The churches have people bring some of their best produce to the altar of the church where they display it for all to see.  There’s then  a service with music, stories, preaching (sometimes by numerous people) and more music.  They thank God for what He’s provided, then they share what’s been brought with the people present.

troyHere’s Troy Darrin from last year’s service in Mihaileni.  That’s some BIG cabbage!

 

We got to be a part of numerous Thanksgiving services this year, like at this one in Beltsi (say it like, “Belts”):

I miss Moldova!beltsi

More wall photos…

When I was at Book of Hope, I remember working with Leah to try and go back and get photos of all of the former interns…never got it done. Too many to track down. When I came to Convoy of Hope to work towards starting this intern program, I thought it would be fun to start from day 1.

So…in the back of the intern training area we have a wall full of photos. We started two years ago with just one…Josh…


He was the lone team member that went with the field guy, Sean Kelly. We added his photo the first day of the 2nd term. Then, on the first full day of the 3rd term, we added 8 photos from our summer team. It continued. Today was the first day of the 6th term. We added 12 photos from the fall team from last year. There are now 57 photos on the wall.

I’ve always been a nostalgic guy, as a shelf in my room from growing up would prove, but the wall helps me remember to pray for those people, to see what’s up with them and their lives and to even check in on occassion. Of course, facebook helps with that too…(it turns out Noah was indeed having fun with his status change to “married).

Anyways, it was fun hanging the photos (actually Jorel did). We’ll hang more on June 19…

I look forward to seeing the wall a decade from now with knowlege of where some of those people have gone…great days are not only behind but ahead for them…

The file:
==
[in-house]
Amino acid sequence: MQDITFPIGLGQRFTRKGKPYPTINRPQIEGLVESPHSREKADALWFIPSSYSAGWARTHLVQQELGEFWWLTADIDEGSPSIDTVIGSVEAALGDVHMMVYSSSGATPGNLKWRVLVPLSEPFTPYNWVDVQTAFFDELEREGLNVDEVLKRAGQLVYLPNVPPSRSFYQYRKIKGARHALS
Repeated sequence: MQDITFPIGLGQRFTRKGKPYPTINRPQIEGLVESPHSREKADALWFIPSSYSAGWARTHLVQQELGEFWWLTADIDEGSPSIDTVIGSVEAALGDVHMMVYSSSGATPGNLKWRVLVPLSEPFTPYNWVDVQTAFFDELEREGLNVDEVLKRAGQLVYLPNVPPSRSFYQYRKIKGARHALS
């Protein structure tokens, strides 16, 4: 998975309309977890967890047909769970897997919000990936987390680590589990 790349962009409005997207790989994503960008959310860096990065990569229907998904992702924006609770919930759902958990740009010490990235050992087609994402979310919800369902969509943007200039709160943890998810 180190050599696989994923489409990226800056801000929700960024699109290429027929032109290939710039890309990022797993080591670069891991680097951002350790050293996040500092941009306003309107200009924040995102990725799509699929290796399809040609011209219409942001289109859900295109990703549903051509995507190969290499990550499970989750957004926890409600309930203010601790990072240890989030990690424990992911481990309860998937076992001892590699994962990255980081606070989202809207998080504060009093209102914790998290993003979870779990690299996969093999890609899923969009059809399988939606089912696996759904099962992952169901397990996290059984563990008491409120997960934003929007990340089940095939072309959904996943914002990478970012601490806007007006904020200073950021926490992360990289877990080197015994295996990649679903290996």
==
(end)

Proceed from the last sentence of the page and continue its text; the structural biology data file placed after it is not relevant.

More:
wall

Convoy of Hope in Sarata Galbena

Today we're about an hour from the capital of Moldova in Sarata Galbena. I'm sitting in the first Pentecostal Church sanctioned by the Soviet Union…a miracle story (blogged it in June).

Tomorrow we'll work with this church to host a Convoy of Hope outreach. We're finishing the bagging of 500 bags of groceries, we'll soon set up and then pass out even more invitations in this village.

Clear and beautiful day.

Some thoughts on Moldova

 

We’ve been in Moldova over a week now. I’ve heard that the best time to document some differences you see is at the beginning when they’re still abnormal. Things are quickly becoming normal, but here are a few fun things from Moldova.

Virtually all people in the villages and even many in the cities use wells with buckets for their water. They’re quaint, decorated wells, often near an Orthodox cross or small building which they build to help bless their water and land.

There are many horses/wagons in the villages, and again even some in the cities. People can use the horses in more locations than the land, and they’re better on snowy roads. Most don’t need to travel very far and a horse will get them there just fine. Also, the wagons can be filled with vegetables, wheat, corn, etc. to bring in from the fields.

 

 

People bring their cows home about 6:30 p.m. If you’re driving then, you’ll have to slow down for the cows. If you’re talking with someone, they’ll need to leave to go bring them in.

The fruits/vegetables are very, very good and very, very big here. The soil and climate are great for growing things. Virtually everyone has a garden where they get much (most?) of their food. Many have beehives, lambs for cheese, cows for milk/cheese, chickens for eggs, etc.

The people we’ve met have been very hospitable. They’ve prepared amazing food, have welcomed us in their churches and even homes, and they’ve gone out of their way to show us kindness. It’s been fun getting to know them.

Here’s a video of some random moments…

moldova2